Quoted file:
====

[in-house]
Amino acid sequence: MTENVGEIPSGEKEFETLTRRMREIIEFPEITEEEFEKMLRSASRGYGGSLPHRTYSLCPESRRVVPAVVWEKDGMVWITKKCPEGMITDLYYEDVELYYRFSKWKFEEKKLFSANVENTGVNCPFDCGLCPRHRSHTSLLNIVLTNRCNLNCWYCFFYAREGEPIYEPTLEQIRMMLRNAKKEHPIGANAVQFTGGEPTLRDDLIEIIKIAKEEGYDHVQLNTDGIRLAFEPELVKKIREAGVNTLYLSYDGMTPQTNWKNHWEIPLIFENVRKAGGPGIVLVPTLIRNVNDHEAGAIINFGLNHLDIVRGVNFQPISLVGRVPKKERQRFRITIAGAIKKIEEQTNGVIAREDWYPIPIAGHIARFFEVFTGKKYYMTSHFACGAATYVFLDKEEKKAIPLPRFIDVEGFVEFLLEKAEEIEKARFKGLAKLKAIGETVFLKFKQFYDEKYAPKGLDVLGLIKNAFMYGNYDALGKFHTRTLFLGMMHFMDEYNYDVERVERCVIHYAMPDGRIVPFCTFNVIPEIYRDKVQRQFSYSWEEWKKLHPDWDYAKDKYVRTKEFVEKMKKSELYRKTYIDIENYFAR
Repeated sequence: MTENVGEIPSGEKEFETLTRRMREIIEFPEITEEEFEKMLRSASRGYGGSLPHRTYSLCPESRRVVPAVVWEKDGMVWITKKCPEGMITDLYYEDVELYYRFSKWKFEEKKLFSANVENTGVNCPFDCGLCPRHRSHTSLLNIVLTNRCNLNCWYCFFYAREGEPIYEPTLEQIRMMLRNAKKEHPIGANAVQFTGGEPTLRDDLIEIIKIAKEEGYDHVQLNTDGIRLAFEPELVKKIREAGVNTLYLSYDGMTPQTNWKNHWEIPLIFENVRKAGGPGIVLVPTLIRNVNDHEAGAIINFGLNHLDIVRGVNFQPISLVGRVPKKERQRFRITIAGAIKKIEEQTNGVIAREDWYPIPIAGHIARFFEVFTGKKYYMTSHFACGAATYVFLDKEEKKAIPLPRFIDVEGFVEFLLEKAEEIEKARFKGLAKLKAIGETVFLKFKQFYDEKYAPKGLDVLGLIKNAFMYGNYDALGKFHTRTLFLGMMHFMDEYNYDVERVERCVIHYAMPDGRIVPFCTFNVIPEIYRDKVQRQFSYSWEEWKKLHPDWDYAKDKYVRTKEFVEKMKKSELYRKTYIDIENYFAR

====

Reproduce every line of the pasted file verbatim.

[in-house]
Amino acid sequence: MTENVGEIPSGEKEFETLTRRMREIIEFPEITEEEFEKMLRSASRGYGGSLPHRTYSLCPESRRVVPAVVWEKDGMVWITKKCPEGMITDLYYEDVELYYRFSKWKFEEKKLFSANVENTGVNCPFDCGLCPRHRSHTSLLNIVLTNRCNLNCWYCFFYAREGEPIYEPTLEQIRMMLRNAKKEHPIGANAVQFTGGEPTLRDDLIEIIKIAKEEGYDHVQLNTDGIRLAFEPELVKKIREAGVNTLYLSYDGMTPQTNWKNHWEIPLIFENVRKAGGPGIVLVPTLIRNVNDHEAGAIINFGLNHLDIVRGVNFQPISLVGRVPKKERQRFRITIAGAIKKIEEQTNGVIAREDWYPIPIAGHIARFFEVFTGKKYYMTSHFACGAATYVFLDKEEKKAIPLPRFIDVEGFVEFLLEKAEEIEKARFKGLAKLKAIGETVFLKFKQFYDEKYAPKGLDVLGLIKNAFMYGNYDALGKFHTRTLFLGMMHFMDEYNYDVERVERCVIHYAMPDGRIVPFCTFNVIPEIYRDKVQRQFSYSWEEWKKLHPDWDYAKDKYVRTKEFVEKMKKSELYRKTYIDIENYFAR
Repeated sequence: MTENVGEIPSGEKEFETLTRRMREIIEFPEITEEEFEKMLRSASRGYGGSLPHRTYSLCPESRRVVPAVVWEKDGMVWITKKCPEGMITDLYYEDVELYYRFSKWKFEEKKLFSANVENTGVNCPFDCGLCPRHRSHTSLLNIVLTNRCNLNCWYCFFYAREGEPIYEPTLEQIRMMLRNAKKEHPIGANAVQFTGGEPTLRDDLIEIIKIAKEEGYDHVQLNTDGIRLAFEPELVKKIREAGVNTLYLSYDGMTPQTNWKNHWEIPLIFENVRKAGGPGIVLVPTLIRNVNDHEAGAIINFGLNHLDIVRGVNFQPISLVGRVPKKERQRFRITIAGAIKKIEEQTNGVIAREDWYPIPIAGHIARFFEVFTGKKYYMTSHFACGAATYVFLDKEEKKAIPLPRFIDVEGFVEFLLEKAEEIEKARFKGLAKLKAIGETVFLKFKQFYDEKYAPKGLDVLGLIKNAFMYGNYDALGKFHTRTLFLGMMHFMDEYNYDVERVERCVIHYAMPDGRIVPFCTFNVIPEIYRDKVQRQFSYSWEEWKKLHPDWDYAKDKYVRTKEFVEKMKKSELYRKTYIDIENYFAR